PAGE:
Pontarlier (French: [pɔ̃.taʁ.lje] ; Latin: Ariolica) is a commune and one of the two sub-prefectures of the Doubs department in the Bourgogne-Franche-Comté region in eastern France near the Swiss border.

Pontarlier Sicht vom Montagne du Larmont 01 08.jpg
Coat of arms of Pontarlier
Location of Pontarlier
Pontarlier is located in France
Pontarlier is located in Bourgogne-Franche-Comté
Coordinates: 46°54′24″N 6°21′20″E / 46.9067°N 6.3556°E / 46.9067; 6.3556Coordinates: 46°54′24″N 6°21′20″E / 46.9067°N 6.3556°E / 46.9067; 6.3556
IntercommunalityGrand Pontarlier
 • Mayor (2020–2026) Patrick Genre[1]
41.35 km2 (15.97 sq mi)
 (Jan. 2019)[2]
 • Density420/km2 (1,100/sq mi)
Time zoneUTC+01:00 (CET)
 • Summer (DST)UTC+02:00 (CEST)
INSEE/Postal code
25462 /25300
Elevation811–1,320 m (2,661–4,331 ft)
(avg. 837 m or 2,746 ft)
1 French Land Register data, which excludes lakes, ponds, glaciers > 1 km2 (0.386 sq mi or 247 acres) and river estuaries.


Pontarlier occupies the ancient Roman station of Ariolica, in Gallia and is placed in the Tables on the road from Urba (modern Orbe, Canton Vaud, Switzerland), to Vesontio (modern Besançon). Although the distances in the Antonine Itinerary do not agree with the real distances, French geographer D'Anville recognized a transposition of the numbers. The Theodosian Tabula names the place "Abrolica", which William Smith states as a possible error of transcription.[3]

After the Burgundian invasion in the 5th century, Pontarlier became an unavoidable way of trade from the kingdom of Burgundy to Switzerland, Germany or Lombardy. Until the 17th century it lay on the easiest way to cross Jura mountains.

Pontarlier is one of the staging posts from northern France, Britain and the Benelux countries for the Via Francigena, now a walking route to Rome with a starting point in Canterbury, England. It is recorded as being the stop on day 57 of Sigeric the Serious, the then Archbishop of Canterbury on his return from Rome in 990 AD, having been given his pallium, or token of rank. Discussion continues as to whether he came over the Jura from the direction of Yverdon-les-Bains to the south-east or through a valley from Jougne to the south.

The city of Pontarlier is briefly mentioned in Victor Hugo's Les Misérables. It was to this city that convict Jean Valjean was to report for his parole after being released from the galleys. Breaking these instructions is a major turning point in the novel, and also creates some major conflict for Valjean later in the story. The city is also the main location of the 1962 French film The Seventh Juror.

Pontarlier was famous for the production of absinthe until its ban in 1915. The distilleries switched over to producing a particular type of pastis, the "Pontarlier". With the ban partially lifted in the 1990s, Pontarlier distilleries are once again producing absinthe.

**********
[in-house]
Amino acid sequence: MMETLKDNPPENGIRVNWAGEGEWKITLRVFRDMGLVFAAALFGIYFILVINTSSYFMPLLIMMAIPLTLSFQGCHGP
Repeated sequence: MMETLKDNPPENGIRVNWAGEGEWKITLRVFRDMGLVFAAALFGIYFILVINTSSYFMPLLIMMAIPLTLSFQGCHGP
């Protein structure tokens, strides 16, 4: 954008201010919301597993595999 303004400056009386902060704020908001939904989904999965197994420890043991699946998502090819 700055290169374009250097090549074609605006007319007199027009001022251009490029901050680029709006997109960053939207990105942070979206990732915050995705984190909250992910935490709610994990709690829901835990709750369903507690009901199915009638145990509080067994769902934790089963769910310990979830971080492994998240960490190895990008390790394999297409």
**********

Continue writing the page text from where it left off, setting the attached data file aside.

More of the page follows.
Historical population
YearPop.±% p.a.
1793 3,348—    
1800 3,771+1.71%
1806 3,526−1.11%
1821 4,254+1.26%
1831 4,707+1.02%
1836 4,922+0.90%
1841 4,965+0.17%
1846 5,136+0.68%
1851 4,953−0.72%
1856 4,909−0.18%
1861 5,007+0.40%
1866 4,945−0.25%
1872 4,975+0.10%
1876 5,714+3.52%
1881 6,118+1.38%
1886 8,098+5.77%
1891 7,187−2.36%
1896 7,577+1.06%
YearPop.±% p.a.
1901 7,963+1.00%
1906 8,776+1.96%
1911 9,439+1.47%
1921 10,203+0.78%
1926 11,827+3.00%
1931 11,984+0.26%
1936 12,840+1.39%
1946 12,722−0.09%
1954 13,768+0.99%
1962 15,382+1.40%
1968 16,442+1.12%
1975 17,983+1.29%
1982 17,781−0.16%
1990 18,104+0.23%
1999 18,360+0.16%
2007 18,939+0.39%
2012 17,631−1.42%
2017 17,197−0.50%
Source: EHESS[4] and INSEE (1968-2017)[5]


The commune has a railway station, Pontarlier, on the Frasne–Les Verrières and Neuchâtel–Pontarlier lines between France and Switzerland.

Notable peopleEdit


Triumphal arch of the Porte Saint-Pierre

International relationsEdit

Pontarlier is twinned with:

See alsoEdit


  1. ^ "Répertoire national des élus: les maires". data.gouv.fr, Plateforme ouverte des données publiques françaises (in French). 2 December 2020.
  2. ^ "Populations légales 2019". The National Institute of Statistics and Economic Studies. 29 December 2021.
  3. ^   Smith, William, ed. (1854). "Ariolica". Dictionary of Greek and Roman Geography. Vol. 1. London: John Murray. p. 215.
  4. ^ Des villages de Cassini aux communes d'aujourd'hui: Commune data sheet Pontarlier, EHESS. (in French)
  5. ^ Population en historique depuis 1968, INSEE
  6. ^ "Association Suisse des Communes et Régions d'Europe". L'Association suisse pour le Conseil des Communes et Régions d'Europe (ASCCRE) (in French). Archived from the original on 2012-07-24. Retrieved 2013-07-20.

External linksEdit